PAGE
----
Blog of the International Journal of Constitutional Law

Right to Rebel in Venezuela

This is the second country study in Tom Ginsburg and I’s ongoing project to identify the potential risks and rewards of a constitutional Right to Rebel – Venezuela has had 26 separate constitutions since independence and the most recent have included various justifications for a popular right to rebel.

Case Study 2: Venezuela

The seeds for democratic governance in Venezuela were planted, or rather shot out of the ground, when oil was discovered early in the 20th Century. Oil wealth revolutionized the country, changing Venezuela from a sparsely populated agricultural backwater, to an economically powerful and internationally relevant nation. Democratic institutions began to grow around the increasing flow of petrodollars, leading to the dismantling of autocratic institutions and a brisk transition towards democracy. Venezuelan Historian Francisco Rodriguez argues that the sudden influx of wealth created a new elite commercial class to vie for power with the traditional military caste, which had ruled the country since independence. This tension persists, and remains a defining characteristic of Venezuelan politics.

The last caudillo ruler of Venezuela was overthrown in 1945 through a neatly executed coup-de-tat between Acción Democratica (AD), a group of progressive intellectuals which had become a clandestine political party, and a group of junior military officers who felt that the cronyism among President Angarita’s cadre was holding them back professionally.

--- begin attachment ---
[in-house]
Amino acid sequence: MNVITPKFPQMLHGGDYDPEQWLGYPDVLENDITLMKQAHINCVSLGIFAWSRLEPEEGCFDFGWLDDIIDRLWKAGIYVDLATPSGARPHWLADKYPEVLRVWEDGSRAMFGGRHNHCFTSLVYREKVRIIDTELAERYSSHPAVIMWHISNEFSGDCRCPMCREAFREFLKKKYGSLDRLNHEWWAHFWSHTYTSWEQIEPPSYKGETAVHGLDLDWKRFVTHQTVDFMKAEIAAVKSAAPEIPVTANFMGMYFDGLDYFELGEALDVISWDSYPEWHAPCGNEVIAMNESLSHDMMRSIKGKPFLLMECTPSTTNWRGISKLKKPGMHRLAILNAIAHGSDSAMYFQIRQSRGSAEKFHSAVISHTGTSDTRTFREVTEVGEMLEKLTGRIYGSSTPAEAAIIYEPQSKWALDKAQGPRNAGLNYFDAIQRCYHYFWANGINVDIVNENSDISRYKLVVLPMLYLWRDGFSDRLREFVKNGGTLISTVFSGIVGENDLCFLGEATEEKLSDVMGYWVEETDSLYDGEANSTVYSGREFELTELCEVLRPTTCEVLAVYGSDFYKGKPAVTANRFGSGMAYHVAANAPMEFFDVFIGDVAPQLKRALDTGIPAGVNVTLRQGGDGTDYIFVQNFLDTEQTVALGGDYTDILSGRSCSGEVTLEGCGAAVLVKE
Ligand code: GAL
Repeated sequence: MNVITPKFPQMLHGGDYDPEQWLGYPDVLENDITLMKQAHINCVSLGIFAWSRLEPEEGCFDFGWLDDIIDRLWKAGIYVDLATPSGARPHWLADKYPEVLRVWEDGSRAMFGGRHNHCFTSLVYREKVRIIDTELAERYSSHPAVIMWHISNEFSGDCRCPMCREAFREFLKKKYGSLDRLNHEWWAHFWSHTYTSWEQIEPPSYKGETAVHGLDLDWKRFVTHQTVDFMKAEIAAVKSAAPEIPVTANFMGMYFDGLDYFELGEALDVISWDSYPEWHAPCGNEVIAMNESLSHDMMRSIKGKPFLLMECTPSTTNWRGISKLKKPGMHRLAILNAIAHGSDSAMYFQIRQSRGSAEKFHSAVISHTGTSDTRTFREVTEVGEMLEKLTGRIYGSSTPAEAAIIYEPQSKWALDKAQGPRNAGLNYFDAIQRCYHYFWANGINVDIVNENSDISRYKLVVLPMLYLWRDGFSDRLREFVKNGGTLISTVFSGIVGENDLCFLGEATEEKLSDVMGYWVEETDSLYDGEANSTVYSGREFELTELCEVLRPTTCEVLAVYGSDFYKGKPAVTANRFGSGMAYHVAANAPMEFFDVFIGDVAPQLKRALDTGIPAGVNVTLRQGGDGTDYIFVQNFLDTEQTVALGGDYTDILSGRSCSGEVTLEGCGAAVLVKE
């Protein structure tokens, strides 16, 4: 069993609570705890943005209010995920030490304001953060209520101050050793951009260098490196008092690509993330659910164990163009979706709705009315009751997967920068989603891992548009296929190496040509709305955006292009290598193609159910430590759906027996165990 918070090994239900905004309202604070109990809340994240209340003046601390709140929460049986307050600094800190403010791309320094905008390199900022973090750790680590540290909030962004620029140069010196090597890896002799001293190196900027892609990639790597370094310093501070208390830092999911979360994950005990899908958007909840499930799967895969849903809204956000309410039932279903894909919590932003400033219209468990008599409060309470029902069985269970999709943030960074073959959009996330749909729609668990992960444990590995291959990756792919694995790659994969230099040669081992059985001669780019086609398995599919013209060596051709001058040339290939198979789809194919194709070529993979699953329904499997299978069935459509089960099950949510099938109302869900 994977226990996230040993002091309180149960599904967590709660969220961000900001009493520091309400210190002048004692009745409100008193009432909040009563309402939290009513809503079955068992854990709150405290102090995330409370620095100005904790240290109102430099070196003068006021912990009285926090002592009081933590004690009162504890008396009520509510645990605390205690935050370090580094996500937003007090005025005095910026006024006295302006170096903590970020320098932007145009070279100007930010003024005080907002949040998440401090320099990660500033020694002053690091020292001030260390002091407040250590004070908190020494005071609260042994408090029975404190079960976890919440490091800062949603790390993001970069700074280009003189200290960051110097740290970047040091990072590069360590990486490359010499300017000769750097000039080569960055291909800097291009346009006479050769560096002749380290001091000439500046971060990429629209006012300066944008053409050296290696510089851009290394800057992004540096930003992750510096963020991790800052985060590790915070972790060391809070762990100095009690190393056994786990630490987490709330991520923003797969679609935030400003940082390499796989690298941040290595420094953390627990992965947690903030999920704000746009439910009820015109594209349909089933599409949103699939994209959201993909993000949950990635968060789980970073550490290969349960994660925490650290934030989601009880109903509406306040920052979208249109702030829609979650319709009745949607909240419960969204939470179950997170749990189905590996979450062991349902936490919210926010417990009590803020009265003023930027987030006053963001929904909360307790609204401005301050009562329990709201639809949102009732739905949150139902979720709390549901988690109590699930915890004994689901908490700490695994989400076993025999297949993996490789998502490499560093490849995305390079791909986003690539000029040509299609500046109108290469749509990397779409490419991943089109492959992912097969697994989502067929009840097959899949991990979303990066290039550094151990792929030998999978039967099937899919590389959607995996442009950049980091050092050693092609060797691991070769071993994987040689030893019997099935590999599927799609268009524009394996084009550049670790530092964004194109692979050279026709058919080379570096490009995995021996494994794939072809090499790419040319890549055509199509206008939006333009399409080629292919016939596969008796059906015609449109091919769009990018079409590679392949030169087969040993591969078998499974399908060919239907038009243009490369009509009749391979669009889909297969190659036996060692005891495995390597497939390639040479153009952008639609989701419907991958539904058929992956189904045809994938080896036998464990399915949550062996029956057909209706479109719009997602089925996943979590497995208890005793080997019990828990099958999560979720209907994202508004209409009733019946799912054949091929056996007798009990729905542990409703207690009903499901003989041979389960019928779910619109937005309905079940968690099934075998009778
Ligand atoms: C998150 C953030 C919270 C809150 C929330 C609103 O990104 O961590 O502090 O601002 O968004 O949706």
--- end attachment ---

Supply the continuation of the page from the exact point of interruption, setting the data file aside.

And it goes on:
The transitional government that followed the 1945 coup, spent two years preparing the Constitution of 1947, a document which would be enforced for only one. This constitution acknowledged a broad range of civil rights, and was criticized by TIME magazine as “the hemisphere’s most leftist.” It provided specific guarantees for labor (a right to strike, paid vacations, pay for Sunday work, profit-sharing etc) and set up a governmental structure similar to that of the United States with a Senate, a Supreme Court and a constitutionally limited executive branch. Congressional and presidential positions would also be decided by popular election.

Controversially, the 1947 constitution also contained a provision to give advantage to the incumbent party, which, for the foreseeable future, would clearly be Acción Democratica. The president could (with congressional approval) arrest anyone on mere suspicion of attempting to overthrow the government. This law led to the institutionalized persecution of the two newly founded minority parties (COPEI and URD.) These outfits in short order began to scheme with many of the same military officers who had overthrown Angarita. These officers felt increasingly marginalized by the current civilian administration and, although many had been personally promoted and honored for their participation in the 1945 coup, the military as an institution become less relevant to government than previously.

In 1948, Carlos Delgado Chalbaud and Marcos Perez Jiménez, with the acquiescence of the minority parties, seized control of the government and exiled AD leaders, declaring the party illegal. They abolished the unpopular 1947 Constitution and reinstated the autocratic 1936 constitution that had preceded it. Although the Constitution of 1947 had lasted for only one year before being overthrown, every Venezuelan constitution since then would base itself upon its foundation.